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  • The Global Asthma Network strives for a world where no-one suffers from asthma

  • The Global Asthma Network is the asthma surveillance hub for the world

  • The Global Asthma Network researches ways of reducing the burden of asthma

  • The Global Asthma Network promotes access to appropriate asthma management

  • The Global Asthma Network stimulates and encourages capacity building in LMICs

  • The Global Asthma Network strives to ensure access to quality-assured essential asthma medications

  • The Global Asthma Network raises the profile of asthma as a major NCD

World Asthma Day 2015

5 May 2015

People die of asthma every day - it is time to take control

Tuesday 5 May is World Asthma Day - it is time to take control. Every day, millions of people around the world suffer distressing breathlessness and disability and many people die due to asthma. It affects men and women, boys and girls, of all ages. It stresses hospitals and health systems, families and workplaces, and whole economies. The yearly cost of asthma is enormous: USD 56 billion in the US alone. Asthma is a hugely neglected public health and ‘development’ problem in the world. Much of the problem can be solved by concerted global public health action.

The Global Asthma Network has published the Global Asthma Report 2014, which sets out the strategies required to achieve these gains. Everyone needs to be involved: The World Health Organization (WHO), Governments, Health Authorities, communities (including affected communities) and health care workers. The Report sets out the specific actions they each need to take.

Good long-term management can reduce the burden of asthma. This includes using relatively simple measures within a systematic national or local strategy which can improve early detection of asthma and provide effective preventive treatment. Quality-assured essential asthma medicines are not available to many people with asthma, yet guaranteed access to these medicines is vital to improving asthma outcomes.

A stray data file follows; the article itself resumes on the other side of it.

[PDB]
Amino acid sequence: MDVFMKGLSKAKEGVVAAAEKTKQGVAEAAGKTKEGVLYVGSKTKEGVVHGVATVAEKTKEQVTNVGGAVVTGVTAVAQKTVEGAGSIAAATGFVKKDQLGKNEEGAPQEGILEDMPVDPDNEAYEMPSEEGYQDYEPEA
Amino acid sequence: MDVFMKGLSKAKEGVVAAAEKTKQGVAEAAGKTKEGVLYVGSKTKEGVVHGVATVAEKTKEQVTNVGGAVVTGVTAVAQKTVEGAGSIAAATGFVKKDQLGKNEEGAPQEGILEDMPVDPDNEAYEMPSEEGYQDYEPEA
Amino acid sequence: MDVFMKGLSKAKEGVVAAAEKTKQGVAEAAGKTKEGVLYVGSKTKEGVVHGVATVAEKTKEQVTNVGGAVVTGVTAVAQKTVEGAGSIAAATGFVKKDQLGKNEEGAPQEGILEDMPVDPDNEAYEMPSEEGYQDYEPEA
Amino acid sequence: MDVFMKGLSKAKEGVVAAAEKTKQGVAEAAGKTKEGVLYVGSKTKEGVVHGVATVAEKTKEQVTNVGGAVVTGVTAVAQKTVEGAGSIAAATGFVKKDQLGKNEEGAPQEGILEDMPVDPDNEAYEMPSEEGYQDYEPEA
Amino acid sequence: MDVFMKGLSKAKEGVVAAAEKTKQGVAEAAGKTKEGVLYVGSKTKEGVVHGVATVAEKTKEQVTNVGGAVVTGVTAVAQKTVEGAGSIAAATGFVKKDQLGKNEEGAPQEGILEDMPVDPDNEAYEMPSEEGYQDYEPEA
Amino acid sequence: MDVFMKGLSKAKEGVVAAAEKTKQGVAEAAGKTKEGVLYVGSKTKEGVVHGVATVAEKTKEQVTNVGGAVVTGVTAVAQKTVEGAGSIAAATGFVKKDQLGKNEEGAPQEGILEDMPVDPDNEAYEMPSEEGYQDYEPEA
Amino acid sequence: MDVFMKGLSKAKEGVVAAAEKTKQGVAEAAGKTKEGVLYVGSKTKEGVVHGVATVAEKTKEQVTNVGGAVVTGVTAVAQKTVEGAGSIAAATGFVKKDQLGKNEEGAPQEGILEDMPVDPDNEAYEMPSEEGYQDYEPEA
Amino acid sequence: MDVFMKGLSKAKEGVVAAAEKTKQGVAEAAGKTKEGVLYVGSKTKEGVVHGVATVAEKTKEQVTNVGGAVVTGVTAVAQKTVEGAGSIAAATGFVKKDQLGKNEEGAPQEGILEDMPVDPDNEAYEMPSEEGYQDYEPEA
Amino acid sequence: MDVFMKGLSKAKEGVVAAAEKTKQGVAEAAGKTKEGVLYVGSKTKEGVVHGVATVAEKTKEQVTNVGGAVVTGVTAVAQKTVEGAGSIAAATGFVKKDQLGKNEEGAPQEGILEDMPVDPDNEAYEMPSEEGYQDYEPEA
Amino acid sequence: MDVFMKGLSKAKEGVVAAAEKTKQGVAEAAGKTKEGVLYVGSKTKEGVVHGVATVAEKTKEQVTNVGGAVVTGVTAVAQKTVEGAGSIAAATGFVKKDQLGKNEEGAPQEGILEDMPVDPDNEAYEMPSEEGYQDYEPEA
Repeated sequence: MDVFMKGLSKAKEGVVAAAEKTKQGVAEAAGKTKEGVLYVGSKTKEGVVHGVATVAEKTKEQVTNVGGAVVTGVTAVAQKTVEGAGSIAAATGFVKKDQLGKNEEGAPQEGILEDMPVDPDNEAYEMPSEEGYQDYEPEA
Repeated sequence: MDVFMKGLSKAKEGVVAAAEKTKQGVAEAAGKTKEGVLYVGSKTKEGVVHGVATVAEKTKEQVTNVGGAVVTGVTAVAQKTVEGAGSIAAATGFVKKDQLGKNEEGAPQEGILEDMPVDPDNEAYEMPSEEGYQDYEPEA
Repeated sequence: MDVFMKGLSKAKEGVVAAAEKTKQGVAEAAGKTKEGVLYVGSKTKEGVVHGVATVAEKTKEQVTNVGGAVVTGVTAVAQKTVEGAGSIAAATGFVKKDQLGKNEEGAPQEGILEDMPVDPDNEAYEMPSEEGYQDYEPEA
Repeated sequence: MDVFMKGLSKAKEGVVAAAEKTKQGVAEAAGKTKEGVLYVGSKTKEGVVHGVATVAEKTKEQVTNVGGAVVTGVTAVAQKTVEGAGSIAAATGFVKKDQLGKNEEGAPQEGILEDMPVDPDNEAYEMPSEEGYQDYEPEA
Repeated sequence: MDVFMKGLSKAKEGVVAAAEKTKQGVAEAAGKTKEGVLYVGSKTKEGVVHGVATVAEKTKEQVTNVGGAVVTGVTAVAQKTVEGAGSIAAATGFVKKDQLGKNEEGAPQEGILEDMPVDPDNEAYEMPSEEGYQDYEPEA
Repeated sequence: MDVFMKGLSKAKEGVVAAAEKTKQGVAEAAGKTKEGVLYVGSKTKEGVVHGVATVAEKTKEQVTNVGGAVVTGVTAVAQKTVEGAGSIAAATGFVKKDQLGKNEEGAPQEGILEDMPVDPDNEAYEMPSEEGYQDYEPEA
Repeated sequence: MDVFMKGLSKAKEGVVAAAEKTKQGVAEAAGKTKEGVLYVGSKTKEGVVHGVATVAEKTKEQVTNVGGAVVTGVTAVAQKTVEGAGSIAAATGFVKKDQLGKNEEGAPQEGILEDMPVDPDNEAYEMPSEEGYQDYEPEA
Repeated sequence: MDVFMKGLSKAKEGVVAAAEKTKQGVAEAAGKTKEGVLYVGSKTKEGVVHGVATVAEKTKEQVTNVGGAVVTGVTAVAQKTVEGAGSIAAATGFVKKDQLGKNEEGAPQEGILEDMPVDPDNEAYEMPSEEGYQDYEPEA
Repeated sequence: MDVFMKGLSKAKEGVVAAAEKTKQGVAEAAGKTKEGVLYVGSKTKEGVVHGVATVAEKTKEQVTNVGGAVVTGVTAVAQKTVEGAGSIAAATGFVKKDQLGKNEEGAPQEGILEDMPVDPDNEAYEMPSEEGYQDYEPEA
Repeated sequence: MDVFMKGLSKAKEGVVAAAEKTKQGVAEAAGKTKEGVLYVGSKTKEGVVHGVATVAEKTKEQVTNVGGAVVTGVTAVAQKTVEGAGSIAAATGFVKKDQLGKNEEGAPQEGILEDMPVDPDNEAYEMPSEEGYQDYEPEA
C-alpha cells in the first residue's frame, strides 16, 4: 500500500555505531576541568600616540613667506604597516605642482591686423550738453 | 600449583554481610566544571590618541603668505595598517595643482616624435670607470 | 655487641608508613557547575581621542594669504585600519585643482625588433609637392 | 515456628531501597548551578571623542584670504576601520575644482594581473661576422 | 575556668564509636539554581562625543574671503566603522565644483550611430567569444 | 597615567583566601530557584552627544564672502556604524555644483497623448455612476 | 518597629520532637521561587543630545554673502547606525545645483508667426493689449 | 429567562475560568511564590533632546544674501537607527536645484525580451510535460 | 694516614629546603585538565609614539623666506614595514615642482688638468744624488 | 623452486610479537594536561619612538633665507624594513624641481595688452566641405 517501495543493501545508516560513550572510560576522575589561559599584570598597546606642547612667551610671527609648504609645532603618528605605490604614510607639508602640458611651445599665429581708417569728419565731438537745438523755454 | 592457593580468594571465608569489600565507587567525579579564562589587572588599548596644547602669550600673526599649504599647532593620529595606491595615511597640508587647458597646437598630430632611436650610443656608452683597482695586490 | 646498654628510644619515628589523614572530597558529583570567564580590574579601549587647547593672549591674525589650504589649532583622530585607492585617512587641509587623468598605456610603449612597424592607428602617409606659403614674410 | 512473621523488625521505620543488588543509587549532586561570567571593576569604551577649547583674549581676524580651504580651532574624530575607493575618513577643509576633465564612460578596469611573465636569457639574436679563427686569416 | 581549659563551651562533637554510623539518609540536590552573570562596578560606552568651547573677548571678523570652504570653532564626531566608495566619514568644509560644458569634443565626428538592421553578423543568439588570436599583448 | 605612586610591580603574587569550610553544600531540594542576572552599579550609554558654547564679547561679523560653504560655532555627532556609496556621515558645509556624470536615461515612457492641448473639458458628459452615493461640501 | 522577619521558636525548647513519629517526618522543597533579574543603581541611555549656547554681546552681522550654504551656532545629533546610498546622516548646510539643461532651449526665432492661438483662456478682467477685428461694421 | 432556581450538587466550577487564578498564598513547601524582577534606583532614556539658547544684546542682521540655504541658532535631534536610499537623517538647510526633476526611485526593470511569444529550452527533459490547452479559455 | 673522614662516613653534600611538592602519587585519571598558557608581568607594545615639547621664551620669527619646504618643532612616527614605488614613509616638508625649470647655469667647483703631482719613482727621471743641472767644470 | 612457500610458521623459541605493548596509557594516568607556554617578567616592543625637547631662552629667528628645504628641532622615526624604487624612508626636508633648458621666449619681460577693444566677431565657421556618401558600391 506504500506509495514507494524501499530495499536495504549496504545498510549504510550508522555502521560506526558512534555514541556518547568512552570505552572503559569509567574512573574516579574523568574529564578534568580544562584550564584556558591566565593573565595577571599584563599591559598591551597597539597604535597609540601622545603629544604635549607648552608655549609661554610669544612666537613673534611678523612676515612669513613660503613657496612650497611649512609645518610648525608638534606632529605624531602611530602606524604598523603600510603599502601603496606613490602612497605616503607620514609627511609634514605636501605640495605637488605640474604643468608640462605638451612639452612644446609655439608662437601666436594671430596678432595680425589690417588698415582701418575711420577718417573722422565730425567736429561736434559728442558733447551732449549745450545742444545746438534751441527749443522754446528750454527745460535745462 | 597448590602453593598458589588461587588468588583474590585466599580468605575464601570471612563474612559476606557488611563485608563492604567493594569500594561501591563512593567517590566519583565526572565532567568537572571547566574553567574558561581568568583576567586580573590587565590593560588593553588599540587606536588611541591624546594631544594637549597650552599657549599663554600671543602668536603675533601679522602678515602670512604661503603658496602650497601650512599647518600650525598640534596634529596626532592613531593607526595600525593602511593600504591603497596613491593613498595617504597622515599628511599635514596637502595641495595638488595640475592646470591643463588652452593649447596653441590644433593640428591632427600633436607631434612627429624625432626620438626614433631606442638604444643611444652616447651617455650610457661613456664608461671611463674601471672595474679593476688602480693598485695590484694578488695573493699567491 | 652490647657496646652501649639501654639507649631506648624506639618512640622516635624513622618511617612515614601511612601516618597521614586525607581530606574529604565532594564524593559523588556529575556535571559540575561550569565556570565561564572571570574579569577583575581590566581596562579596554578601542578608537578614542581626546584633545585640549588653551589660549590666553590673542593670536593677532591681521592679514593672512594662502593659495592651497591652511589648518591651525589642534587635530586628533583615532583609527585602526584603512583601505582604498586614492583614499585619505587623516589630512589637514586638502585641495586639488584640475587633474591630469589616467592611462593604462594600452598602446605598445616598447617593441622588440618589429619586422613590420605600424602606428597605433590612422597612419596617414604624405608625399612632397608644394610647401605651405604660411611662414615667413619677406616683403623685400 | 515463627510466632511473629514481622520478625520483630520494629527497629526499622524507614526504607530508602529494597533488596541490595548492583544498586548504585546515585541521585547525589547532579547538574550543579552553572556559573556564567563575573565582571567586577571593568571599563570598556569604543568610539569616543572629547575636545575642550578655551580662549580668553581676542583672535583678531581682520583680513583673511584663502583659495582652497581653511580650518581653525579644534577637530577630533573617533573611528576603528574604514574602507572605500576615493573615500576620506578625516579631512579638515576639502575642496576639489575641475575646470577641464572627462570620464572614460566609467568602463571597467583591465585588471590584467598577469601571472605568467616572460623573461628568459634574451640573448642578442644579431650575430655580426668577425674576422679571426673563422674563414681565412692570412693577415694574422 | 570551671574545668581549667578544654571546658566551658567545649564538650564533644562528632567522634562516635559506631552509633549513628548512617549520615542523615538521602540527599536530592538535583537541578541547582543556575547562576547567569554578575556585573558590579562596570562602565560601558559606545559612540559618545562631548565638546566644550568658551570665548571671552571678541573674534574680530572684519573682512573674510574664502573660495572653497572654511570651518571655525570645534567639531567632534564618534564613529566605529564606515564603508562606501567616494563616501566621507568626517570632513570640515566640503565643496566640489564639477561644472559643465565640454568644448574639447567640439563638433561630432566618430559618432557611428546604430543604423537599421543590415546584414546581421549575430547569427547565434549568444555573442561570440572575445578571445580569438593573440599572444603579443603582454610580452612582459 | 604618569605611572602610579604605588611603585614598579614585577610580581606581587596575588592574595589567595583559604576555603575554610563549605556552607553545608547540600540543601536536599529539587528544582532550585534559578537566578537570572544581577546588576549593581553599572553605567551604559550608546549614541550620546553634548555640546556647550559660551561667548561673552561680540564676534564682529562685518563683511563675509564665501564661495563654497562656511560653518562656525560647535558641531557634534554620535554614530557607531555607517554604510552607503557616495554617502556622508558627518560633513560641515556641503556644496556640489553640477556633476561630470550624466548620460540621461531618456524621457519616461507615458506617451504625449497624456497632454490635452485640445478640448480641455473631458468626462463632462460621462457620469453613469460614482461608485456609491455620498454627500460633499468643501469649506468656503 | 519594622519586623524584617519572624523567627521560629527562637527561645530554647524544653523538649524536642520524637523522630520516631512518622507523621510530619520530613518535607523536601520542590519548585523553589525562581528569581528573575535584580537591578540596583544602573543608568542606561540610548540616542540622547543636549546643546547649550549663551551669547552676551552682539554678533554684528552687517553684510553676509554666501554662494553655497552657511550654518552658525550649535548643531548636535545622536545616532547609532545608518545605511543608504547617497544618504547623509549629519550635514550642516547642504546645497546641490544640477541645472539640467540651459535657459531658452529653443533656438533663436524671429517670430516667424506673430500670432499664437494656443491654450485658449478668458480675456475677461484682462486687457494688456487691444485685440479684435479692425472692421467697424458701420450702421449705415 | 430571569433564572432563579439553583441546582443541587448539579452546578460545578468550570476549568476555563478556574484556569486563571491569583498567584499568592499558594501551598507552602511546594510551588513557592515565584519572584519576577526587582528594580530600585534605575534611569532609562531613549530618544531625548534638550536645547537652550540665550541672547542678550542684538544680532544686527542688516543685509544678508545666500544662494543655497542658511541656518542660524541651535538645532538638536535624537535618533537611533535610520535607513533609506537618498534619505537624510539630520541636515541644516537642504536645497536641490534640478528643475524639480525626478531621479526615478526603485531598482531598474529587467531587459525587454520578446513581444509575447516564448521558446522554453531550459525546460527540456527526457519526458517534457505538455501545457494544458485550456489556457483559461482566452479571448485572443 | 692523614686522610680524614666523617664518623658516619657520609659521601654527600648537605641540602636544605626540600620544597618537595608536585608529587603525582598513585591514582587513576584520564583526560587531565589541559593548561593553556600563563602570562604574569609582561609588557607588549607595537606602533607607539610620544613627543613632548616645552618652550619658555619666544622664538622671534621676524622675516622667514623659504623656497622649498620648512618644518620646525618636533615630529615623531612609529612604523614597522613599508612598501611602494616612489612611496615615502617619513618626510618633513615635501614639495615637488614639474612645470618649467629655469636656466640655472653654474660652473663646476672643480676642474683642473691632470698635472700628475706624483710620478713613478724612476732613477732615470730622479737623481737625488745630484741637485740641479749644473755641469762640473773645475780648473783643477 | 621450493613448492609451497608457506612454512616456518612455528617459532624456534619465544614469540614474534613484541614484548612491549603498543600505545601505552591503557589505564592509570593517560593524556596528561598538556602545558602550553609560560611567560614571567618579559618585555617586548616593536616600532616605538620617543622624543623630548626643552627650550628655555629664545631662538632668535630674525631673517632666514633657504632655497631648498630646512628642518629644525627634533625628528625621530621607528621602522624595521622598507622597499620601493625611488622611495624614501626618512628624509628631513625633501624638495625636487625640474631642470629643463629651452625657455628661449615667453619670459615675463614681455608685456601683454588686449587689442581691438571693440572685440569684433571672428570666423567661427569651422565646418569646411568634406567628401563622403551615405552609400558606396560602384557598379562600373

“Even one preventable asthma death is a tragedy” says Professor Innes Asher, Chair of the Global Asthma Network. “In every country measures can be taken to improve asthma”.

The Global Asthma Network, led by an international Steering Group, is prepared and ready to begin a new Global Surveillance: Prevalence, Severity and Risk Factor Study involving 120 countries. In 2012 the leader of WHO, Dr Margaret Chan, said “Accurate assessment of the global, regional and country health situation and trends is critical for evidence-based decision making in public health…. The real need is to close the data gaps”.

The Global Asthma Network urgently needs funding to continue to close the data gaps for asthma. The central coordination centre is located at the University of Auckland and funding is required so that this vital work can be continued. Donations will be gratefully accepted and can be made through our website

Contact Professor Innes Asher
mobile 64 9 21492262

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World Asthma Day Activities